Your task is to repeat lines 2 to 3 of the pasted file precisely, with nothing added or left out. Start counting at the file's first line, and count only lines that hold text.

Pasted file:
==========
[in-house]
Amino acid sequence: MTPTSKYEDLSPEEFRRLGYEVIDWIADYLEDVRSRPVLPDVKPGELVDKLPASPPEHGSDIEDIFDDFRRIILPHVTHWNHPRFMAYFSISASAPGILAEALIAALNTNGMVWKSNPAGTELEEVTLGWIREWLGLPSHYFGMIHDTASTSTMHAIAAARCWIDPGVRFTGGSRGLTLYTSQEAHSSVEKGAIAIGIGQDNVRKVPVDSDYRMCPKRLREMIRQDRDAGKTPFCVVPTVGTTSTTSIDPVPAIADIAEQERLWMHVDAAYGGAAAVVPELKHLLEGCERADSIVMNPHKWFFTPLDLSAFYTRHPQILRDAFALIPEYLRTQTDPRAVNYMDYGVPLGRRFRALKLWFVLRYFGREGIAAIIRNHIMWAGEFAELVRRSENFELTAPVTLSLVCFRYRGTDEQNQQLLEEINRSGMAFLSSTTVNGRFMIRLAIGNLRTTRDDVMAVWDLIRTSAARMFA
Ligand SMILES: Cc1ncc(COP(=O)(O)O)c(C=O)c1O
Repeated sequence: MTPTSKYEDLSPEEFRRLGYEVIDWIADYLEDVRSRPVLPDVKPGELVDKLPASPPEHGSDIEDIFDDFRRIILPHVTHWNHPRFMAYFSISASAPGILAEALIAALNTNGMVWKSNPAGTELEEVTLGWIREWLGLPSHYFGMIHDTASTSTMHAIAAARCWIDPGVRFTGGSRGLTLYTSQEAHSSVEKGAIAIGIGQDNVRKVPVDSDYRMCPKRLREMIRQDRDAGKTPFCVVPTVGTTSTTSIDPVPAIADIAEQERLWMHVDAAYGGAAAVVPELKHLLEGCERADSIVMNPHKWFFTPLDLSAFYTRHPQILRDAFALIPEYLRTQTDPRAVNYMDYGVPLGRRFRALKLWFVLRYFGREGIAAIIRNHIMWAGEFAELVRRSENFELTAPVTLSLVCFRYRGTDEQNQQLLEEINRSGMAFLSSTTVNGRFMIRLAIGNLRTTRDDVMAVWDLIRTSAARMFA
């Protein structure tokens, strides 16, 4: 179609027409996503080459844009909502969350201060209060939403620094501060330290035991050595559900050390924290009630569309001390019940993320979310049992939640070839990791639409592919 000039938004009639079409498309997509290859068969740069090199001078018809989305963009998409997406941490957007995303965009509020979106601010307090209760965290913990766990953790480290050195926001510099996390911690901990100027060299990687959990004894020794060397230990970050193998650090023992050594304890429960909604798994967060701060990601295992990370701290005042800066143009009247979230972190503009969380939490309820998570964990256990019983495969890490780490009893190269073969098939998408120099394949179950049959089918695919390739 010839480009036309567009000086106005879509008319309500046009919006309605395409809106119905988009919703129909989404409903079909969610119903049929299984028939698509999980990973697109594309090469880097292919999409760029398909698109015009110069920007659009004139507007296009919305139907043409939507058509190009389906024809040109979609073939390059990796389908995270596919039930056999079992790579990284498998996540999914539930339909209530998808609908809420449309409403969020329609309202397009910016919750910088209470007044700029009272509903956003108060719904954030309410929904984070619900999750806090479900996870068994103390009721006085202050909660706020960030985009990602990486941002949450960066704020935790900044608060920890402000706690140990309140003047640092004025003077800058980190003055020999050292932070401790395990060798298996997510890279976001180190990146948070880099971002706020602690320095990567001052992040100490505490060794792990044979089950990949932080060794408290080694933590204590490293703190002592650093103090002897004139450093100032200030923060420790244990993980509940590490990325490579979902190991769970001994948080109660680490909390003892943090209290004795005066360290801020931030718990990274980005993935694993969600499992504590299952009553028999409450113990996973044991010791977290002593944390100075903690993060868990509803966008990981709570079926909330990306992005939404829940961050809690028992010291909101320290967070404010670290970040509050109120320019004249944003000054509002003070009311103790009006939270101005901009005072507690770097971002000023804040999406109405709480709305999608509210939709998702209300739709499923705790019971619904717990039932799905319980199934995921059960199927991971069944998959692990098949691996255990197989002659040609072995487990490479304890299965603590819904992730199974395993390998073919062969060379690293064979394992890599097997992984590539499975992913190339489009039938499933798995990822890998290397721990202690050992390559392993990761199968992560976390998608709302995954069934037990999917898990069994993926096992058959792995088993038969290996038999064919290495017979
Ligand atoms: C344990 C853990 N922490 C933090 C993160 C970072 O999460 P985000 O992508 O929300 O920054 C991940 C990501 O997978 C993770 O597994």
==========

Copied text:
Amino acid sequence: MTPTSKYEDLSPEEFRRLGYEVIDWIADYLEDVRSRPVLPDVKPGELVDKLPASPPEHGSDIEDIFDDFRRIILPHVTHWNHPRFMAYFSISASAPGILAEALIAALNTNGMVWKSNPAGTELEEVTLGWIREWLGLPSHYFGMIHDTASTSTMHAIAAARCWIDPGVRFTGGSRGLTLYTSQEAHSSVEKGAIAIGIGQDNVRKVPVDSDYRMCPKRLREMIRQDRDAGKTPFCVVPTVGTTSTTSIDPVPAIADIAEQERLWMHVDAAYGGAAAVVPELKHLLEGCERADSIVMNPHKWFFTPLDLSAFYTRHPQILRDAFALIPEYLRTQTDPRAVNYMDYGVPLGRRFRALKLWFVLRYFGREGIAAIIRNHIMWAGEFAELVRRSENFELTAPVTLSLVCFRYRGTDEQNQQLLEEINRSGMAFLSSTTVNGRFMIRLAIGNLRTTRDDVMAVWDLIRTSAARMFA
Ligand SMILES: Cc1ncc(COP(=O)(O)O)c(C=O)c1O